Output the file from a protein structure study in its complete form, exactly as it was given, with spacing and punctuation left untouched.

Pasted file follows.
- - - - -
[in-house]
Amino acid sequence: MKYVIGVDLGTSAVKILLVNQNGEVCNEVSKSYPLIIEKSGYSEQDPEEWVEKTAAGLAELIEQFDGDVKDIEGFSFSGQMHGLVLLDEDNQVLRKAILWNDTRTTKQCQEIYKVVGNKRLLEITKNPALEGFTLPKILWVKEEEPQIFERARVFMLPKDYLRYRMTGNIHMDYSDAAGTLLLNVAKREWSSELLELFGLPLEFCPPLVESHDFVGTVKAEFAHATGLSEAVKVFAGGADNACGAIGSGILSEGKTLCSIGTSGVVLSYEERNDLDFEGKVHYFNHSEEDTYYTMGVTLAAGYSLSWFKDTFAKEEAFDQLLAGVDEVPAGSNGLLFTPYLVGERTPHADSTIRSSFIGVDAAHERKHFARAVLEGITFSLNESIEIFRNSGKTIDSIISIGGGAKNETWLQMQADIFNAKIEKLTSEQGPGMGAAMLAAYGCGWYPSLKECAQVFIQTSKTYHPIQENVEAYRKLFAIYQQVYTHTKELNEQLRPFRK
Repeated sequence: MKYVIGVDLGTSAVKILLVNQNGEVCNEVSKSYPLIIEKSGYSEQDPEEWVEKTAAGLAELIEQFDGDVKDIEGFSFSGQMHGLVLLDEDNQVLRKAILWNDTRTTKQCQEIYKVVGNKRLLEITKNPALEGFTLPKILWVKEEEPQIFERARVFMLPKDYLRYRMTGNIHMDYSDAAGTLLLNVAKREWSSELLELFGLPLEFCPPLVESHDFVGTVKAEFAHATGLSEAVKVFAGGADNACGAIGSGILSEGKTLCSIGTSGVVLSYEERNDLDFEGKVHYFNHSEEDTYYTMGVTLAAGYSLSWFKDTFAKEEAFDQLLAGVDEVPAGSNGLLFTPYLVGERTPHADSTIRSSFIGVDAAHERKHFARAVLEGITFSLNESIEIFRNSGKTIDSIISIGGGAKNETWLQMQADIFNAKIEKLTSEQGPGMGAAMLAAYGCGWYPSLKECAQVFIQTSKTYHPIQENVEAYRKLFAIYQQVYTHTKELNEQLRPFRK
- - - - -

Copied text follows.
[in-house]
Amino acid sequence: MKYVIGVDLGTSAVKILLVNQNGEVCNEVSKSYPLIIEKSGYSEQDPEEWVEKTAAGLAELIEQFDGDVKDIEGFSFSGQMHGLVLLDEDNQVLRKAILWNDTRTTKQCQEIYKVVGNKRLLEITKNPALEGFTLPKILWVKEEEPQIFERARVFMLPKDYLRYRMTGNIHMDYSDAAGTLLLNVAKREWSSELLELFGLPLEFCPPLVESHDFVGTVKAEFAHATGLSEAVKVFAGGADNACGAIGSGILSEGKTLCSIGTSGVVLSYEERNDLDFEGKVHYFNHSEEDTYYTMGVTLAAGYSLSWFKDTFAKEEAFDQLLAGVDEVPAGSNGLLFTPYLVGERTPHADSTIRSSFIGVDAAHERKHFARAVLEGITFSLNESIEIFRNSGKTIDSIISIGGGAKNETWLQMQADIFNAKIEKLTSEQGPGMGAAMLAAYGCGWYPSLKECAQVFIQTSKTYHPIQENVEAYRKLFAIYQQVYTHTKELNEQLRPFRK
Repeated sequence: MKYVIGVDLGTSAVKILLVNQNGEVCNEVSKSYPLIIEKSGYSEQDPEEWVEKTAAGLAELIEQFDGDVKDIEGFSFSGQMHGLVLLDEDNQVLRKAILWNDTRTTKQCQEIYKVVGNKRLLEITKNPALEGFTLPKILWVKEEEPQIFERARVFMLPKDYLRYRMTGNIHMDYSDAAGTLLLNVAKREWSSELLELFGLPLEFCPPLVESHDFVGTVKAEFAHATGLSEAVKVFAGGADNACGAIGSGILSEGKTLCSIGTSGVVLSYEERNDLDFEGKVHYFNHSEEDTYYTMGVTLAAGYSLSWFKDTFAKEEAFDQLLAGVDEVPAGSNGLLFTPYLVGERTPHADSTIRSSFIGVDAAHERKHFARAVLEGITFSLNESIEIFRNSGKTIDSIISIGGGAKNETWLQMQADIFNAKIEKLTSEQGPGMGAAMLAAYGCGWYPSLKECAQVFIQTSKTYHPIQENVEAYRKLFAIYQQVYTHTKELNEQLRPFRK